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Unit 2 - Creation of a Nation

Lesson plan
Activity - What's in a Name?

SETTING THE SCENE

The Commonwealth Government announced in 1912 that it would consider a name for the newly created National Capital from motivated members of the general public. Over 700 names were entered in the national competition, which covered a wide range of subject matters including: place names, the ‘Mother Country' (Great Britain), politics, Australian animals, birds and flowers, popular politicians and historical people, plus the odd joke or two (Gonebroke, Revenuelia and Swindleville, just to name a few). All of the names submitted clearly demonstrated that Australia had already developed a lively identity of its own.

On 12 March 1913, at a grand ceremony, the Federal Capital of Australia was announced by the Governor General's wife, Lady Denman. She announced the new city would be called ‘Canberra', with the accent, she informed her attentive audience, on the ‘Can'.

Many people believe that the name ‘Canberra' was derived from a local Aboriginal word meaning ‘meeting place'. This was seen as a suitable name for a place where Federal politicians would gather and where cultural institutions and memorials would be built for the people of Australia.

AIM

Students invent two different names for Australia's National Capital based on photographic images and text.

STUDENT OUTCOMES

  • understand the process involved in choosing a name for Australia's National Capital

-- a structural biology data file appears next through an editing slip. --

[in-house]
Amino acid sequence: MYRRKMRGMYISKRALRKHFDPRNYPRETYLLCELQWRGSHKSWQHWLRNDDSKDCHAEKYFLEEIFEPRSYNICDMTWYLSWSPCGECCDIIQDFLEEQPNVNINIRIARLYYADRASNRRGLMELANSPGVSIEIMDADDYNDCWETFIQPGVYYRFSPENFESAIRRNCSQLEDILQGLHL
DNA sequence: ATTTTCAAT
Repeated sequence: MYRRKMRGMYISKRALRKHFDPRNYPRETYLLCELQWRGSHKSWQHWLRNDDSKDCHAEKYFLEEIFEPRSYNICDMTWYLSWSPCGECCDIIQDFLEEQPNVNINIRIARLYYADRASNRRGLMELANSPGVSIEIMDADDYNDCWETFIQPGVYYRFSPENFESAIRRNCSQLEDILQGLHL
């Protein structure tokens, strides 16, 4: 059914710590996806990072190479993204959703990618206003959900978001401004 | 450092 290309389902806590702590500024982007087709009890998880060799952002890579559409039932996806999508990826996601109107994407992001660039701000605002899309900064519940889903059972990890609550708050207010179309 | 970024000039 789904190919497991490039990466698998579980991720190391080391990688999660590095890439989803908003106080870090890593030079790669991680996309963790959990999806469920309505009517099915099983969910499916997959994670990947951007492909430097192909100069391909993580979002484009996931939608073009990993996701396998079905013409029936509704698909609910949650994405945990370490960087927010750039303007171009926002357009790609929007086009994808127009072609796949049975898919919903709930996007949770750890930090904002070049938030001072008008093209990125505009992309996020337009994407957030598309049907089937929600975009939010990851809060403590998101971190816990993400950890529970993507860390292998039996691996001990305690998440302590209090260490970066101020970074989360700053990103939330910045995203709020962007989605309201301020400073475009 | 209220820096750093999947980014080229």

• recognise ‘Australian identity' and its link with the names of Australian towns and cities
  • actively participate in an informal class presentation

NATIONAL CAPITAL EXHIBITION LINK

Exhibit title - Naming of the Capital
Location - Creation of a Nation, section 4

This activity relates to the names written along the bottom of the large wall map in section 4
of the National Capital Exhibition. It refers to some of the more lively suggestions for the new Federal Capital.

MATERIALS

  • student activity sheet

PROCEDURE

  1. Introduce the topic by setting the scene with the class.
  2. Hand out the student activity sheet and discuss its requirements with the class.
  3. Students will refer to the images provided and text on the activity sheet and invent two names for the National Capital. Creativity should be encouraged.
  4. Once the activity has been completed, students share their creative names for the National Capital and explain how and why they chose them.
  5. This activity can be adapted to suit participation in small student groups.